25 Jun 2010
Last weekend we arranged to have my girlfriend’s German grandparents visit us in Munich. They’d been threatening to pay Lisa and I a visit for more than five years before they finally showed up at our front door, having been taxied the 330km from Baden-Baden by Lisa’s mom.
In her 77 years Oma had not once set foot in Munich and 81 year old Opa was proud to announce that he knew Munich well from his visit some 40 odd years ago. Based on the number of times he mentioned his two day Munich visit more than 4 decades ago, the city must have made quite an impression on him! It was with the beaming pride of a small child that he shook his walking stick with delight at the old buildings and monuments that he claimed to recall from his previous visit.
Lisa’s Opa likes nothing more than to share heroic tales of his worldly adventures in days gone by. Lisa’s family is completely baffled as to how he could possibly have seen or done even half the things that he claims, especially since he has spent the vast majority of his life at home with his family and caring for his treasured vineyard in the green hills around Baden-Baden.
Of course his credibility is not helped by the fact that he is most communicative with a shandy or a strong spritzer mix in his hand, which he drinks as a water substitute to keep hydrated throughout the day. His stories are invariably met with incredulous stares and the rolling of eyes, yet he never fails to keep the family entertained. Although I am often left wondering if it is the content of his stories, or the way he roars with laughter at his own jokes that attracts more attention. Over the weekend, I couldn’t help but sympathize with Oma as she shook her head in resignation while he told exaggerated stories of days gone by, that she’d no doubt endured countless times before.
After two days of tortoise walking around Munich taking in the sights, and plenty of conversation and laughs during our cafe, restaurant and beer garden pit stops, we waved them on their way on Sunday afternoon. I’m not sure who was more exhausted at the time, but Opa certainly appeared to be in great form after his fifth spritzer of the day. As their car disappeared around the corner, Lisa and I looked at each other with a big smile and an unmistakable sense of accomplishment for having survived the family weekend intact.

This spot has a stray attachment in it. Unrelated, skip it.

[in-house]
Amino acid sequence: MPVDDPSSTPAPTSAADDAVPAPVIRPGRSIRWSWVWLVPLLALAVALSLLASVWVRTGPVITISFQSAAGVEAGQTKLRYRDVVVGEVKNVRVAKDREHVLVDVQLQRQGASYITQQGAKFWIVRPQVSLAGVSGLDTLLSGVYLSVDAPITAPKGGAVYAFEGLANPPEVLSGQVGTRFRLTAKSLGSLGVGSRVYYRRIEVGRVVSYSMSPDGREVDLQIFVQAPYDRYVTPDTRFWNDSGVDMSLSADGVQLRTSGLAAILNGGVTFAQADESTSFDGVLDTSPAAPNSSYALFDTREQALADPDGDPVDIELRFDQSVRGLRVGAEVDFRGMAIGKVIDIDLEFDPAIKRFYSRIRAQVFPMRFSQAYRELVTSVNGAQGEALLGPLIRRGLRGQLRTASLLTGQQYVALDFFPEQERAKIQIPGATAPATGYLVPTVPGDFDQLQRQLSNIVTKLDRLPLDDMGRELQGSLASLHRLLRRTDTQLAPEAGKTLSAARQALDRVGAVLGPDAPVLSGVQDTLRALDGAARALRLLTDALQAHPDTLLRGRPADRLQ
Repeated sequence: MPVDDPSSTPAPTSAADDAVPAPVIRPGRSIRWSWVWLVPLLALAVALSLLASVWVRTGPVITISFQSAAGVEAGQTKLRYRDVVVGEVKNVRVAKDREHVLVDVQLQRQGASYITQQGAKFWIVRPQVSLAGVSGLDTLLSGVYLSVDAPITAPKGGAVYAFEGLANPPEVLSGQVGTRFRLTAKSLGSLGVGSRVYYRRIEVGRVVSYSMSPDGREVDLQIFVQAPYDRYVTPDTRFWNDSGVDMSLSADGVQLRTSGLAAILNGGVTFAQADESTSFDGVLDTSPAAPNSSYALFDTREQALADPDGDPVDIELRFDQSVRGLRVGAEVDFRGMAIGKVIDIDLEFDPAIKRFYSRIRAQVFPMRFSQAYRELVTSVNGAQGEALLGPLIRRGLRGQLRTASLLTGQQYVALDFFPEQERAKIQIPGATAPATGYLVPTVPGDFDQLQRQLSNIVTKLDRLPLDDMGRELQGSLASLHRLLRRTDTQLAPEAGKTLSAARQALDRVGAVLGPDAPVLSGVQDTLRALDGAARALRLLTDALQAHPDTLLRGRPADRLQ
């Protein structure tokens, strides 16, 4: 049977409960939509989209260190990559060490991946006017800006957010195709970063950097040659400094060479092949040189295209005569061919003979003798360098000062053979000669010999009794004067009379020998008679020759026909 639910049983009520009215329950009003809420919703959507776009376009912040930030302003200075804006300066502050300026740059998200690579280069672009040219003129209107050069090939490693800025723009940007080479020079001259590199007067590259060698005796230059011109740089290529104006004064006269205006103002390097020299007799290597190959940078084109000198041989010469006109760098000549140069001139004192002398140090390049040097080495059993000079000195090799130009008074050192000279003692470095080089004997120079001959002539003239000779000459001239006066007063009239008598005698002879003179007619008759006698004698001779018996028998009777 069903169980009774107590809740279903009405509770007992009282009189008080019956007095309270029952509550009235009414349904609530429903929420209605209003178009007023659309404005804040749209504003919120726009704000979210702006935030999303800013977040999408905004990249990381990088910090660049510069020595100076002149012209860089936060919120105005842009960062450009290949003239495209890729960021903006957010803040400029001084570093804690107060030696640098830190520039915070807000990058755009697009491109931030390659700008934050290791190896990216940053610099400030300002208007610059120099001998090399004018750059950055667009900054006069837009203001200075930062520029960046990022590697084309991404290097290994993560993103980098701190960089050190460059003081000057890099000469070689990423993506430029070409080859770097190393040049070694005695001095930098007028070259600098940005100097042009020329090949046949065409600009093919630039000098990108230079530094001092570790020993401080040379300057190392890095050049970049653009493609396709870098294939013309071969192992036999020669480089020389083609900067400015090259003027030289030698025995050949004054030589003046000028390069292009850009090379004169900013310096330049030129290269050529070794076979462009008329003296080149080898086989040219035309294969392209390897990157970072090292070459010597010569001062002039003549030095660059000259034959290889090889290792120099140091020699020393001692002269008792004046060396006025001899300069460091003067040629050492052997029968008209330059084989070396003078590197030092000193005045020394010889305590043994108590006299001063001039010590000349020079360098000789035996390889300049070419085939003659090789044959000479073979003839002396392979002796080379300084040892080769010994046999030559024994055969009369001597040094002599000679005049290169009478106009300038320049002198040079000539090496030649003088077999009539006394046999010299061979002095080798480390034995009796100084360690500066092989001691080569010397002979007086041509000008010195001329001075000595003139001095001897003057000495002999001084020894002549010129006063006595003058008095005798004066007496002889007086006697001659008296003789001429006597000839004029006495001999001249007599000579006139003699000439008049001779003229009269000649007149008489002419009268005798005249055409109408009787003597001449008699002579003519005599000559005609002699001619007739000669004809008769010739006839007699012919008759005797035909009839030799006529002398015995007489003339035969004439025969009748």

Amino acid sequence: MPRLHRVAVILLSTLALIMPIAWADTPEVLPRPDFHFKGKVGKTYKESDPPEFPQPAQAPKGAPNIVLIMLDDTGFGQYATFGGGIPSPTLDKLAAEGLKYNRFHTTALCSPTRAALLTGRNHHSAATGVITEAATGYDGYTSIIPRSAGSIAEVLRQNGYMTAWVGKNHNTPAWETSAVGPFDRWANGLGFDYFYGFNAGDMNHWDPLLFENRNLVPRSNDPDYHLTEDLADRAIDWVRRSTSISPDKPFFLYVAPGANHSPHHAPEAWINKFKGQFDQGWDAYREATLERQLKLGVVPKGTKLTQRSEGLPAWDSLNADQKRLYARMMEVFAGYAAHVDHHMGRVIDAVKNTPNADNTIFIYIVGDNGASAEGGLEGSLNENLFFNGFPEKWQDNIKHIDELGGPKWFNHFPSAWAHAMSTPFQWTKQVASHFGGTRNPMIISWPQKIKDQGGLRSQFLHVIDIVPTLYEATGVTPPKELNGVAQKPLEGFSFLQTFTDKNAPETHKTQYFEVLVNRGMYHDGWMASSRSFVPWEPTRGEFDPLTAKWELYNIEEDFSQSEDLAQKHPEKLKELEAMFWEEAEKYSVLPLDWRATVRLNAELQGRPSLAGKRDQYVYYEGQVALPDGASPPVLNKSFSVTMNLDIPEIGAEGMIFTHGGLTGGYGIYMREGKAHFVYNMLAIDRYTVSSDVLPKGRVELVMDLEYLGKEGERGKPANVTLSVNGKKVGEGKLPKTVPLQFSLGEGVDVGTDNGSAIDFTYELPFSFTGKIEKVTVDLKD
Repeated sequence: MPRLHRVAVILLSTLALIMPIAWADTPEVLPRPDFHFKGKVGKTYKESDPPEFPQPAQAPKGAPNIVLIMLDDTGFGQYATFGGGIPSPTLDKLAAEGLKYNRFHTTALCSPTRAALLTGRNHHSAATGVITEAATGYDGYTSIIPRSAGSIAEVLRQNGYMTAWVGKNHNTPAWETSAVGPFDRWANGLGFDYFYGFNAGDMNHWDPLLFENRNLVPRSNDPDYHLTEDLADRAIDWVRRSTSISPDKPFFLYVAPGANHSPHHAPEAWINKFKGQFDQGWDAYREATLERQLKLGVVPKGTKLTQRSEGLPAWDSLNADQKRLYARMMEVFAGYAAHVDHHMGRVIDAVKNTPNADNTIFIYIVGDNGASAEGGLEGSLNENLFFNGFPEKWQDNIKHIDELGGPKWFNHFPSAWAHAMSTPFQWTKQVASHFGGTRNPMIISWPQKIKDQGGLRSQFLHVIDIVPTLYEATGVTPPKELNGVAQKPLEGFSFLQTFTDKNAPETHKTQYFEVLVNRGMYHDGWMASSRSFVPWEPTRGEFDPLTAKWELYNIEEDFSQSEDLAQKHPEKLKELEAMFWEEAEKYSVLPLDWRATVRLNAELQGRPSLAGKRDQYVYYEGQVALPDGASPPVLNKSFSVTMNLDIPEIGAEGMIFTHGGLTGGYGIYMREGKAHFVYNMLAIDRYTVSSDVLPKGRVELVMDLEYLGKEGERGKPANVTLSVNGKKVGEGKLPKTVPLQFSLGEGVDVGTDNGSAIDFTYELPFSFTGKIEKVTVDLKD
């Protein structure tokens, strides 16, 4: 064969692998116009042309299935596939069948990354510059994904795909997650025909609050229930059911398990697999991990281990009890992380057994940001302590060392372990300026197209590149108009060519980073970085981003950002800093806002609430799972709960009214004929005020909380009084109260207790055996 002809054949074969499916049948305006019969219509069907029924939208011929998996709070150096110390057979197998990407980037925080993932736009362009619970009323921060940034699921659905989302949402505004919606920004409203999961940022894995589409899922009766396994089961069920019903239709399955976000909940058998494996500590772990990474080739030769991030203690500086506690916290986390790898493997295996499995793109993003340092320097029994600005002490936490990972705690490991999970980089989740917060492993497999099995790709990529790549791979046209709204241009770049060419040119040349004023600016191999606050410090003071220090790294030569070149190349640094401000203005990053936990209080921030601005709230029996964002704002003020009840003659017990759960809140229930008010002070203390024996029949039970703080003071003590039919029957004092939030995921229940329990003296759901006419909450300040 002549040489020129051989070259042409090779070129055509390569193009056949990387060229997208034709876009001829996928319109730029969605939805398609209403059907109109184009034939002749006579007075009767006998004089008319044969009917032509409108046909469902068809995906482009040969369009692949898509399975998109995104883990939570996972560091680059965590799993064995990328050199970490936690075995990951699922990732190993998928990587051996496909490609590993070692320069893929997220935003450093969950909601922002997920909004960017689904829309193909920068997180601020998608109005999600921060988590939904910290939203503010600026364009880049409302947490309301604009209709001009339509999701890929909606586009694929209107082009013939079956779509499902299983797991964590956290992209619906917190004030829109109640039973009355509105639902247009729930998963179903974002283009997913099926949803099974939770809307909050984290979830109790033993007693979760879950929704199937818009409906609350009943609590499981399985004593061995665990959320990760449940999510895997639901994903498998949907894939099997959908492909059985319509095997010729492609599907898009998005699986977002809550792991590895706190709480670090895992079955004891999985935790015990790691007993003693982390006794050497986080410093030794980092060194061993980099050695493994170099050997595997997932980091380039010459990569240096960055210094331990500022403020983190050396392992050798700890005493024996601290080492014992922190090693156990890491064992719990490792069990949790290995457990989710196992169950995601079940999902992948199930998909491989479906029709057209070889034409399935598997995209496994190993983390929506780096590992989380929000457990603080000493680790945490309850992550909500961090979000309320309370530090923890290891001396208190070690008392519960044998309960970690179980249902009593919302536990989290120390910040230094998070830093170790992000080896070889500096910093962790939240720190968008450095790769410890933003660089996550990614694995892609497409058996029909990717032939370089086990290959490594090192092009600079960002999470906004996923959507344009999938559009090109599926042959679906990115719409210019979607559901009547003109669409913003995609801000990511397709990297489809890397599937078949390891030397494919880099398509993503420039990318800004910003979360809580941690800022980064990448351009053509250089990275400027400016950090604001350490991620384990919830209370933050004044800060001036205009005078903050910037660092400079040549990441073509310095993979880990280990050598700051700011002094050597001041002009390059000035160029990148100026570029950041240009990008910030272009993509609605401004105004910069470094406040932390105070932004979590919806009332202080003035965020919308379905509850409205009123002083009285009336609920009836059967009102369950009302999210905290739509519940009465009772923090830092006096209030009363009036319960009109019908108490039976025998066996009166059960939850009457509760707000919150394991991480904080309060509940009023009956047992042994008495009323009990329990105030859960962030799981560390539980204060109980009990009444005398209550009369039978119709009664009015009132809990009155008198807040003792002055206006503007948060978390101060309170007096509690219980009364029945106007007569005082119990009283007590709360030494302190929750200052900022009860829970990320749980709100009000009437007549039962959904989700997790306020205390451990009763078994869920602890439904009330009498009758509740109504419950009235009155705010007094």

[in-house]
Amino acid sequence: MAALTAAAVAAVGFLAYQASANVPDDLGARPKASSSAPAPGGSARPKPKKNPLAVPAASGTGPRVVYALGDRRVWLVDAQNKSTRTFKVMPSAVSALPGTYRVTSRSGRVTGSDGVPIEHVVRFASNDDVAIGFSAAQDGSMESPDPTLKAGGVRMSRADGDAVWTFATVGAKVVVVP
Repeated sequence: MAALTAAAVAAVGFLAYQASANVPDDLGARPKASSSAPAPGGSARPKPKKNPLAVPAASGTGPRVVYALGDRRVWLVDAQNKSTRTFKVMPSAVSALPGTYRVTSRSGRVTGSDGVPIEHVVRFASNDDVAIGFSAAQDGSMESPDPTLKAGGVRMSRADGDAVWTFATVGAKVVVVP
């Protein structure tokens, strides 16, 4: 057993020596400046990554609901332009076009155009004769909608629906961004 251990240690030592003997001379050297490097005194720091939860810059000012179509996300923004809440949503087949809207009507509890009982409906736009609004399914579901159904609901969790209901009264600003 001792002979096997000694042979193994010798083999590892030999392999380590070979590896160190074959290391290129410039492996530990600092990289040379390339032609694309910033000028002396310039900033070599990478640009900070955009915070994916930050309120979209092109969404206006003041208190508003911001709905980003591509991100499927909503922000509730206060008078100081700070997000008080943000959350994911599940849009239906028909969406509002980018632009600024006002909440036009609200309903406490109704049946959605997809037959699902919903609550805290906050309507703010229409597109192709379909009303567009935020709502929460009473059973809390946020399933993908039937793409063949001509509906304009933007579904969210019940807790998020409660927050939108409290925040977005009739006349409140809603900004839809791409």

After a few hours recovering on the couch and catching up on the football, I began questioning Lisa about her grandparents. I was interested to know more about their childhood during World War II and what Lisa knew about her grandparents’ siblings and her great-grandparents. With all my questions, a strange thing occurred to Lisa. Despite Opa’s constant ramblings about the old days, there were so many things about her family that she didn’t know and she doubted that anyone in her family had taken the time to document basic family information, let alone any of the many stories that Opa so enjoyed telling. It suddenly dawned on her that her grandparents would not be around forever, so if she ever wanted to know more about her family or preserve her family history for her own children, there was no better time for it than now.
Without question, the best and easiest way to learn more about your family is to interview your relatives. Perhaps like Lisa, you might not have thought much about asking members of your family about their lives or what they remember of the generations that came before them. Few of us have, in any depth. Sometimes the opportunity has been there to ask questions, but by the time we realize we’re interested in the answers it may be too late to ask.
Lisa decided that the next time she visits her family in Baden-Baden she will be armed with a list of questions for her grandparents. After this weekend she also knows that it will be best to interview Opa in the morning before his spritzer fuelled imagination gets the better of him!
If you’d like to know more about your family then look out for my upcoming post about good family interview questions to help you learn more about your family history and build your family tree.